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Two-Rate Property Taxation

Two-rate taxation, talso known as split-rate taxation, is one of the finest tools if you are looking to change the world by thinking globally and acting locally. Two-rate taxation allows a municipality to divorce from each other two taxes that traditionally have been tied to each other. (See the property tax is two taxes.) Two-rate permits a town or city to reduce the millage rate on buildings and increase the millage rate on land. Or, in a situation when local government finds itself in need of additional revenue, they can raise that money by increasing the millage rate on land without also increasing the millage rate on buildings, so that the incremental costs are borne by landholders in proportion to the value of their land holdings without regard to whether they have improved that land to its highest and best use or are underusing it.

A caution: in Massachusetts, these terms are sometimes used differently, to denote different millage rates for residential and commercial property. Georgists see this approach as at best pointless and at worst providing very perverse incentives. However, those who are interested in Massachusetts' idea might want to look at our ideas more closely, because what our remedy does may better serve the goals they embrace, in large part because the land under commercial properties tends to be far more valuable than the sites on which homes are located (with the exception of waterfront).

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Here we find many activist Georgists suffering from another blind spot. A major modern Georgist thrust is to push for a local municipal shift from the ordinary property tax to a “Two-rate” system, with a higher rate on land than on buildings. In doing so, they make a campaign issue and a litmus test of how the tax burden on “homeowners” will fall. Carried to an oversimplified extreme, this ignores all differences among “homeowners,” melding the landed gentry on huge lots or vast acreages with the poor in modest hovels on tiny crowded lots, or parts of lots. It ignores the tax rate on rental apartment units, which almost everywhere is, de facto, higher than on owned units. We must be prepared for cases where taxing those vast acreages will make the taxes of homeowners rise – and explain why that is a good thing.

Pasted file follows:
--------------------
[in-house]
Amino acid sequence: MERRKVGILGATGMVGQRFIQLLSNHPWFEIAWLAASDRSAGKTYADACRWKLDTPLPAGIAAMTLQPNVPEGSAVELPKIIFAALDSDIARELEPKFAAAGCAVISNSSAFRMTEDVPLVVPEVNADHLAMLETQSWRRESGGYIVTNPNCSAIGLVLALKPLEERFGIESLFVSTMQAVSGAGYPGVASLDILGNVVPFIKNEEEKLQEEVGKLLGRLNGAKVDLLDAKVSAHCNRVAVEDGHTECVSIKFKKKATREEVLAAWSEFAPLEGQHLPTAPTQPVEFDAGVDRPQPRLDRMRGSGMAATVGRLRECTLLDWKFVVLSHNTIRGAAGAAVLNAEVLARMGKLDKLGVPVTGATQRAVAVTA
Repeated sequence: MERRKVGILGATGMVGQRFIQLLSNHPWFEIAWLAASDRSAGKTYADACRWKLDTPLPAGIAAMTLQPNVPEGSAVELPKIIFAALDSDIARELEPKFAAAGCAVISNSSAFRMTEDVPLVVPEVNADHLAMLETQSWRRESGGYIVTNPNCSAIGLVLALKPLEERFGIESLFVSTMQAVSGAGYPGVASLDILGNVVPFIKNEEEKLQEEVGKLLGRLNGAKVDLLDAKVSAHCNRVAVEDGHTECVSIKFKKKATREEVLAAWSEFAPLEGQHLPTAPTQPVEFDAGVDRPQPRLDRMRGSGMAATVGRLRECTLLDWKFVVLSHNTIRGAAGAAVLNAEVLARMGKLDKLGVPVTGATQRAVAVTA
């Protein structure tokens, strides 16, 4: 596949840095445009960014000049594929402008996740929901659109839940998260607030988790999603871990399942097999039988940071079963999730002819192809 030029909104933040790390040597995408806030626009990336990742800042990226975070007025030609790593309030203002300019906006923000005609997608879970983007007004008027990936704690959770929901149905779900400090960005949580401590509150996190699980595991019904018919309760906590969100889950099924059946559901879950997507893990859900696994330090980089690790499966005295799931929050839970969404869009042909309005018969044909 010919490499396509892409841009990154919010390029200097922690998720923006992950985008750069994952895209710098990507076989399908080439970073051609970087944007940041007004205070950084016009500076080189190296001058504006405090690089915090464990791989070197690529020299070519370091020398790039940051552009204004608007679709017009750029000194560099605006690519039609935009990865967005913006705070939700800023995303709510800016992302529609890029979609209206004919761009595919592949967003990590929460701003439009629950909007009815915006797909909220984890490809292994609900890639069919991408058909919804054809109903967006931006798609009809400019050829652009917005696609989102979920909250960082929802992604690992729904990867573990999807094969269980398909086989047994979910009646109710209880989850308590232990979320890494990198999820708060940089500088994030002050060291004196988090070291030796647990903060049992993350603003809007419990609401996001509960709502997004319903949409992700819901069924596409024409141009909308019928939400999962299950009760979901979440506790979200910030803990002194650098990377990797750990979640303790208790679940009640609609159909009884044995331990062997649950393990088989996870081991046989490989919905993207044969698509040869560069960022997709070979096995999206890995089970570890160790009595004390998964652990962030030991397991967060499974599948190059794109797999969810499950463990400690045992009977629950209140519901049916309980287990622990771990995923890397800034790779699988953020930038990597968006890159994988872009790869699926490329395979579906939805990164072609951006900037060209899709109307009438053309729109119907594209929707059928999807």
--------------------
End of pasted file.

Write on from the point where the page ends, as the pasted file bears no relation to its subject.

The “homeowner” orientation of many modern Georgist campaigners plays into the hands of those who favor income taxation and sales taxation over property taxation.  If the goal is indeed to favor “homeowners” per se, then we should abandon the property tax altogether in favor of income and sales taxes, in their present biased forms. The imputed income of owner-occupied lands, including lands held for sport and recreation, is entirely exempt from income taxes, whose base exempts non-cash income. The imputed consumption of these lands is also exempt from sales taxes.

Alternatively, if we accept the income and sales taxes as “givens,” we must allow that they are both outrageously favorable to owner-occupants, so there is no overall merit in jiggering the local property tax the same way. On the contrary, owner-occupied housing is an unpreempted tax base that localities should seize, to redress the balance.